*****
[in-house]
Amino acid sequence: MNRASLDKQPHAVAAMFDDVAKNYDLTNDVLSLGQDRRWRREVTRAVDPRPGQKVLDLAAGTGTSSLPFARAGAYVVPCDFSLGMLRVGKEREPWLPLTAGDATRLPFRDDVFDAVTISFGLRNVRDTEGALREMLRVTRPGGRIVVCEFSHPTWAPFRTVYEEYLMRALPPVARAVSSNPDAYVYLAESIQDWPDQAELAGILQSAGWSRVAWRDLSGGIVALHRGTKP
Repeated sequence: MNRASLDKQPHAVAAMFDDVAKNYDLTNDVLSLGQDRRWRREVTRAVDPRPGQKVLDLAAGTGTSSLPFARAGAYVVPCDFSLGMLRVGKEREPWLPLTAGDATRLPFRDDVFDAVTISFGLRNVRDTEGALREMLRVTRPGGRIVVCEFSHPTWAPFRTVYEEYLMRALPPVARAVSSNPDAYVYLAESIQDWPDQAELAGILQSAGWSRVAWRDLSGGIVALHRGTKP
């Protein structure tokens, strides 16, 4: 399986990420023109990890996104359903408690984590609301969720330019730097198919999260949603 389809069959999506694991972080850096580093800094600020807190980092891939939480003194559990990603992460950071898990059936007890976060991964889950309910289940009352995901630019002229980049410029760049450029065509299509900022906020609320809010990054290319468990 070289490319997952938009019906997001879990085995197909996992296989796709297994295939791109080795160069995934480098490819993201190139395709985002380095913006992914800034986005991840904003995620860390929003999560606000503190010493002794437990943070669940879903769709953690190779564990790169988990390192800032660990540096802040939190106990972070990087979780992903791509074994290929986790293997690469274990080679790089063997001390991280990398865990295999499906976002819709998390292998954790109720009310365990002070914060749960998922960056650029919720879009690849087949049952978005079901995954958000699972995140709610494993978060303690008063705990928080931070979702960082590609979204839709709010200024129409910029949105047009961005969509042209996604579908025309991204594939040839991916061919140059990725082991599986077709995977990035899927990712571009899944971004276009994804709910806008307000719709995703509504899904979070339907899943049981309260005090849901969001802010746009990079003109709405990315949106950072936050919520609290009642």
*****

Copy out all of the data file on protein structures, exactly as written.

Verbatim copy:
[in-house]
Amino acid sequence: MNRASLDKQPHAVAAMFDDVAKNYDLTNDVLSLGQDRRWRREVTRAVDPRPGQKVLDLAAGTGTSSLPFARAGAYVVPCDFSLGMLRVGKEREPWLPLTAGDATRLPFRDDVFDAVTISFGLRNVRDTEGALREMLRVTRPGGRIVVCEFSHPTWAPFRTVYEEYLMRALPPVARAVSSNPDAYVYLAESIQDWPDQAELAGILQSAGWSRVAWRDLSGGIVALHRGTKP
Repeated sequence: MNRASLDKQPHAVAAMFDDVAKNYDLTNDVLSLGQDRRWRREVTRAVDPRPGQKVLDLAAGTGTSSLPFARAGAYVVPCDFSLGMLRVGKEREPWLPLTAGDATRLPFRDDVFDAVTISFGLRNVRDTEGALREMLRVTRPGGRIVVCEFSHPTWAPFRTVYEEYLMRALPPVARAVSSNPDAYVYLAESIQDWPDQAELAGILQSAGWSRVAWRDLSGGIVALHRGTKP
């Protein structure tokens, strides 16, 4: 399986990420023109990890996104359903408690984590609301969720330019730097198919999260949603 389809069959999506694991972080850096580093800094600020807190980092891939939480003194559990990603992460950071898990059936007890976060991964889950309910289940009352995901630019002229980049410029760049450029065509299509900022906020609320809010990054290319468990 070289490319997952938009019906997001879990085995197909996992296989796709297994295939791109080795160069995934480098490819993201190139395709985002380095913006992914800034986005991840904003995620860390929003999560606000503190010493002794437990943070669940879903769709953690190779564990790169988990390192800032660990540096802040939190106990972070990087979780992903791509074994290929986790293997690469274990080679790089063997001390991280990398865990295999499906976002819709998390292998954790109720009310365990002070914060749960998922960056650029919720879009690849087949049952978005079901995954958000699972995140709610494993978060303690008063705990928080931070979702960082590609979204839709709010200024129409910029949105047009961005969509042209996604579908025309991204594939040839991916061919140059990725082991599986077709995977990035899927990712571009899944971004276009994804709910806008307000719709995703509504899904979070339907899943049981309260005090849901969001802010746009990079003109709405990315949106950072936050919520609290009642």